The ensemble is perfect, like an ill-defined Breakfast Club of differentiating personalities. Taylor Smith plays a terrific heel, with the ’90s jock-defining traits of horndog and bully. Never a winning combination in any era of slasher horror. While Bart Hyatt’s Lester and Tom Hagale’s Neil serve as a Jamie Kennedy reference to Scream, offering meta-commentary on the bloodshed while watching the game.  

The poster for The Third Saturday in October Part I
Image Courtesy of Chattanooga Film Festival

The Third Saturday in October Part I

The “original” slasher film takes us back to 1979, where an execution gone wrong turns Jakkariah Harding into an immortal serial killer. As collateral damage victims of Harding’s Hackenfield murder spree, Ricky Dean Logan (Darius Willis) and Vicki Newton (K.J. Baker) want to ensure Harding stays dead. Heading to the foggy gravesite of the killer, Logan and Newton witness Harding’s supernatural resurrection and attempt to warn the sheriff of Hackenfield before Harding returns. 

Reuniting for the annual game, college chums John Paul (Casey Aud), Denver (Kate Edmonds), Pam (Veanna Black), and Ned (Dre Bravo) are partying hard all day at John’s Uncle’s house (Richard Garner). When they take a break from their skinny-dipping and drug use, they stop by a local burger place, Bronco Burger, to get some grub. John takes a shine to the group’s waitress, Heather (Allison Shrum), and invites her over to party and watch the game with them. Of course, the audience knows what’s coming next.  

Logan and Newton are an incredible pair, and I could watch the chemistry and dialogue they bounce off of one another all day. Burleson is clearly referencing the relationship and endless car riding of Halloween’s Dr. Loomis and Nurse Marion, dressing Logan in a yellow turtleneck at one point and having Vicki Newton talk herself into another cigarette. Some punchy dialogue between Logan and a racist gas station attendant’s inferences are stomped out by Logan’s dialogue in cheer-worthy form, leading to further comedic lines once Newton and Logan return to the car.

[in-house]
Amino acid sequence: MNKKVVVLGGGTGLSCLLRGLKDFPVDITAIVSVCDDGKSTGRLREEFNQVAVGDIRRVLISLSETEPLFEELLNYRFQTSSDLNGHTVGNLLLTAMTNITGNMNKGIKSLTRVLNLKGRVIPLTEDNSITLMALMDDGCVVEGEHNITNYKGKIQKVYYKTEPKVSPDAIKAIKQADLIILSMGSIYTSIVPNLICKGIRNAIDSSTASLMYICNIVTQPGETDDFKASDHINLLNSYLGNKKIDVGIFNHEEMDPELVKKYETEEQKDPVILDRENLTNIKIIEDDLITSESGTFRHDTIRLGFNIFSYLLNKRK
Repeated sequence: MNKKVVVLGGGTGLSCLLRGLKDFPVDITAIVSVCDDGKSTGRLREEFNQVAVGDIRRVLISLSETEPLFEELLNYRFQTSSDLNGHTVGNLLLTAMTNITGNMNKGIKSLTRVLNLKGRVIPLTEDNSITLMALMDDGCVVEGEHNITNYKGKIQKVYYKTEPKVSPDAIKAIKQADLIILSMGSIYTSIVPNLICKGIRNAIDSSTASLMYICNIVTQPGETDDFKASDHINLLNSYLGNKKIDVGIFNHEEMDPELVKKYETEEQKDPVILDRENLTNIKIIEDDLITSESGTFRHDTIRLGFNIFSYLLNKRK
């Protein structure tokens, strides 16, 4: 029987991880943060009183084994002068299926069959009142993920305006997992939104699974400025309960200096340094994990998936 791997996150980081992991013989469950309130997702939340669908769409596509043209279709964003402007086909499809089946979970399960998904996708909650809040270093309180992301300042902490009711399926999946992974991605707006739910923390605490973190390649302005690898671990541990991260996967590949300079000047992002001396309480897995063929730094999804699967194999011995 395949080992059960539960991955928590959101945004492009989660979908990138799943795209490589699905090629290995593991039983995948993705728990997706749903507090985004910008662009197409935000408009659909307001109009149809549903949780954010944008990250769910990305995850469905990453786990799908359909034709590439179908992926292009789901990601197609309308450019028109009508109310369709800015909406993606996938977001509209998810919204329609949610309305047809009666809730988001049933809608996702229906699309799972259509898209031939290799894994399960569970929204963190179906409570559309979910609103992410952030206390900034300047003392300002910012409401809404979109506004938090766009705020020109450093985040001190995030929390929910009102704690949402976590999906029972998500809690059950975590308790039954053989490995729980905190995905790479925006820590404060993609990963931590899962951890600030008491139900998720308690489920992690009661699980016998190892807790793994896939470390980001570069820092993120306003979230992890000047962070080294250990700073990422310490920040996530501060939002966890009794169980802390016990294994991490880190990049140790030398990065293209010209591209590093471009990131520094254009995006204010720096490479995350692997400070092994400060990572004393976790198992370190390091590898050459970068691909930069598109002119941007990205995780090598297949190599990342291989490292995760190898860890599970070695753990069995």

Harding’s execution felt very reminiscent of Wes Craven’s Shocker, which also supplies a killer who returns after his execution and has the football aspect of Peter Berg playing the teenage football player who suffers his supernatural wrath.  

It was also excellent to see Lew Temple (The Walking Dead, Monstrous) in a more action-based role. Temple has nearly one hundred and fifty credits on his IMDB page and always plays outstanding side characters. His role as Heather’s father, while still a side character, gives him the opportunity for lead-man quality heroics and supplies him with a few memorable movie moments. 

The Reviews 

The filters used over The Third Saturday in October Part I are grainy and add a warm fuzz over the movie, conceptually looking like a lost exploitation film from the era. The set design of wood paneling in Deeter’s living room and the painted brown, orange, and yellow walls of the Bronco Burger, add to the film wonderfully, and some transitions ever look like reel cuts botched in an editing booth. These little moments add to the experience, like watching a movie lover create an esoteric film for cult and grindhouse movie fans. 

In contrast, The Third Saturday in October Part V looks like a ’90s film. The intro, while exceptionally comedic, is a bit of a riff on the Scream or Friday the 13th: Part 2 cold opens while also playing up an American Psycho dance sequence to the soothing sounds of ’90s soft-rock ballads. Awkward dance sequences are a staple of this franchise, and I wouldn’t want it any other way. Where Part V shines isn’t in the camera aesthetic of the film but in the little digs at that era’s horror films, such as half-hearted inclusion mechanics, poor product placement, and meta-commentary.